What Radioactive material flowing into sea
Channel CNN NEWS (Television medium)
Whom Public
Effect Alert the people of japan from the radiation.
Advantage of Lasswell model:
It is Easy and Simple
It suits for almost all types of communication
The concept of effect
Disadvantage of Lasswell model:
Feedback not mentioned
Noise not mentioned
Linear Model

c. The Shannon and Weaver Model

The original model was designed to mirror the functioning of radio and telephone technologies.
Their initial model consisted of three primary parts: sender, channel, and receiver. The sender
was the part of a telephone a person spoke into, the channel was the telephone itself, and the
receiver was the part of the phone where one could hear the other person.

Shannon and Weaver also recognized that often there is static that interferes with one listening
to a telephone conversation, which they deemed noise. The noise could also mean the absence
of signal. In a simple model, often referred to as the transmission model or standard view of
communication, information or content (e.g. a message in natural language) is sent in some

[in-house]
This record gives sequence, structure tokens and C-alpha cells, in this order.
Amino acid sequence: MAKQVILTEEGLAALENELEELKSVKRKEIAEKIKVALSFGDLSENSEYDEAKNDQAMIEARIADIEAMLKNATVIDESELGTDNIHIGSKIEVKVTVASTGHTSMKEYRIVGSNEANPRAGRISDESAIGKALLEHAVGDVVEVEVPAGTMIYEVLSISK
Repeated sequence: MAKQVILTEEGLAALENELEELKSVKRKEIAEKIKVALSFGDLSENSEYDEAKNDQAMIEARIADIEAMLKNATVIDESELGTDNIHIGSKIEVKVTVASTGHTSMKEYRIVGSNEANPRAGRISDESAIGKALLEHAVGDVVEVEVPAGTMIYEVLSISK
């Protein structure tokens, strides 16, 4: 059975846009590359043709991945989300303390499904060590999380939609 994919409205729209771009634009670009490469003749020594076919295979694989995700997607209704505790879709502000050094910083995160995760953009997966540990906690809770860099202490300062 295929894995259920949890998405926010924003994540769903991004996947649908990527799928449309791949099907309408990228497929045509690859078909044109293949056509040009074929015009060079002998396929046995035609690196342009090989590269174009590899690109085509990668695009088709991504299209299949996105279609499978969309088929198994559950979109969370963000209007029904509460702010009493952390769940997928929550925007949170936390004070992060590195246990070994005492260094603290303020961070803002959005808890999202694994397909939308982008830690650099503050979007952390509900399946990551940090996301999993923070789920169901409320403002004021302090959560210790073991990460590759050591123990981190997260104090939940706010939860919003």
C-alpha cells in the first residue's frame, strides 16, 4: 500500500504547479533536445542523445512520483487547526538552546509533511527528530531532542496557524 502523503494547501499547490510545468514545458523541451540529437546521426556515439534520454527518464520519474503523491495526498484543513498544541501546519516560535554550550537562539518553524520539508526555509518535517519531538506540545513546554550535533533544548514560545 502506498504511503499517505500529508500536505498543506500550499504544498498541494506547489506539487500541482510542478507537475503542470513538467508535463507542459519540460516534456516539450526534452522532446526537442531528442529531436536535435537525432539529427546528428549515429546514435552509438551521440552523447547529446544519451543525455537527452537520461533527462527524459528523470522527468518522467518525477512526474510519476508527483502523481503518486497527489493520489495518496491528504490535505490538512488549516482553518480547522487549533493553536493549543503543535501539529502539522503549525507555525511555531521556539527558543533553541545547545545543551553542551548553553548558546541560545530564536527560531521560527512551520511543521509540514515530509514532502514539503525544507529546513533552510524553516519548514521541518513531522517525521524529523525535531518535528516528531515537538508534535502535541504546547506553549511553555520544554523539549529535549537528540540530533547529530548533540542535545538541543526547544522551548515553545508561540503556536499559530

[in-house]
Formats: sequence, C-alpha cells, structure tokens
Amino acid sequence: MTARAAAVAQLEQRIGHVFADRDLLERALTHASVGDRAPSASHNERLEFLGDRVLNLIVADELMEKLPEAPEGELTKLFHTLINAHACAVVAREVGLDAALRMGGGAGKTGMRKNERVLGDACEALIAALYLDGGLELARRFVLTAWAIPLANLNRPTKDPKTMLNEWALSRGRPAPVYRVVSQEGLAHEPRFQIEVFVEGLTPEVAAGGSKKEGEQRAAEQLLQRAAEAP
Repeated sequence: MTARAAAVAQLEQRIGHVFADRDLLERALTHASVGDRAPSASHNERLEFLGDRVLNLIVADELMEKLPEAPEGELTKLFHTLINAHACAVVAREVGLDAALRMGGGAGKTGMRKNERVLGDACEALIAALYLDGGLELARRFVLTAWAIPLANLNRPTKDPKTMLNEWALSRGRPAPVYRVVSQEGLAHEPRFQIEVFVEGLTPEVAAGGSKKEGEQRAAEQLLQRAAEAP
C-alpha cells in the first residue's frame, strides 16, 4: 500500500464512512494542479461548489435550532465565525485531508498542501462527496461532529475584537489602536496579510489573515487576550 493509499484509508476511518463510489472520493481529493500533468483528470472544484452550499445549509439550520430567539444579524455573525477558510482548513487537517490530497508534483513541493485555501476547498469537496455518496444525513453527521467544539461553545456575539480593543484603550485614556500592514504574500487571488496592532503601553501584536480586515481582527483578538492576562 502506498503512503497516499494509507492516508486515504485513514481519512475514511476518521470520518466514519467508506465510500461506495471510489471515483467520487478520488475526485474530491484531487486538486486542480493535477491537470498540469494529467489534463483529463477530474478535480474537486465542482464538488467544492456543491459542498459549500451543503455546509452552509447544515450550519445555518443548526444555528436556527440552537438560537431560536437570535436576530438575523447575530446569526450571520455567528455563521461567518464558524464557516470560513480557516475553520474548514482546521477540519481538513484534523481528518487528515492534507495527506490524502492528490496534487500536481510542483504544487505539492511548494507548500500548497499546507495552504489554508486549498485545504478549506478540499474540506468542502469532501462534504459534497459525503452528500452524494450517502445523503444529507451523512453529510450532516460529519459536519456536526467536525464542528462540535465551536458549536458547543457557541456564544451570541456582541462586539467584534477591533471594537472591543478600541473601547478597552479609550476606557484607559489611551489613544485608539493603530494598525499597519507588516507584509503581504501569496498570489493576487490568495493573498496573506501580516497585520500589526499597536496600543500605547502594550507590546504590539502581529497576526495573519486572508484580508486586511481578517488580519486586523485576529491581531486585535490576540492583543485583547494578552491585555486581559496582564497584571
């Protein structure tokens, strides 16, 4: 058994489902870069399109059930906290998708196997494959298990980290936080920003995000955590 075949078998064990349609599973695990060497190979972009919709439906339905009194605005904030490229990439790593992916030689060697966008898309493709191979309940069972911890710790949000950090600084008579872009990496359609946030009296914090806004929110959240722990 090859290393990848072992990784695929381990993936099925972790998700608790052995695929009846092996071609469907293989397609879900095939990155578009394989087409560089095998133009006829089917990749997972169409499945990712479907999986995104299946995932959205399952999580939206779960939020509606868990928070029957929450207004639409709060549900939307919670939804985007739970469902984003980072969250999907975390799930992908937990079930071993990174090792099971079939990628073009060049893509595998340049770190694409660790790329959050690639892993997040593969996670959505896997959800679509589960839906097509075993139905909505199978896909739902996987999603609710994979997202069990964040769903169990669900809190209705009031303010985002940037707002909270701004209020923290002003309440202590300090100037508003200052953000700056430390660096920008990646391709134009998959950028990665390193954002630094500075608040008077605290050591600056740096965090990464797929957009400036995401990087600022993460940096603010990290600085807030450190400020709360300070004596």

form (as spoken language) from an emisor/ sender/ encoder to a destination/
receiver/ decoder. This common conception of communication views communication as a
means of sending and receiving information.

The strengths of this model are simplicity, generality, and quantifiability. Social scientists Claude

Prepared by: KATRIN B. LUTAO, SHS Subject Teacher May 2016

Shannon and Warren Weaver structured this model based on the following elements:
An information source, which produces a message. A transmitter, which encodes the message
into signals. A channel, to which signals are adapted for transmission. A receiver, which
'decodes' (reconstructs) the message from the signal. A destination, where the message
arrives. Shannon and Weaver argued that there were three levels of problems for
communication within this theory. The technical problem: how accurately can the message be
transmitted? The semantic problem: how precisely is the meaning 'conveyed'? The effectiveness
problem: how effectively does the received meaning affect behavior?

d. Berlos SMCR Model

In 1960, David Berlo expanded on Shannon and Weavers (1949) linear model of communication
and created the SMCR Model of Communication. The Sender-Message-Channel-Receiver Model

Prepared by: KATRIN B. LUTAO, SHS Subject Teacher May 2016

of communication separated the model into clear parts and has been expanded upon by other

e. Schramms Model
Communication is usually described along a few major dimensions: Message (what type of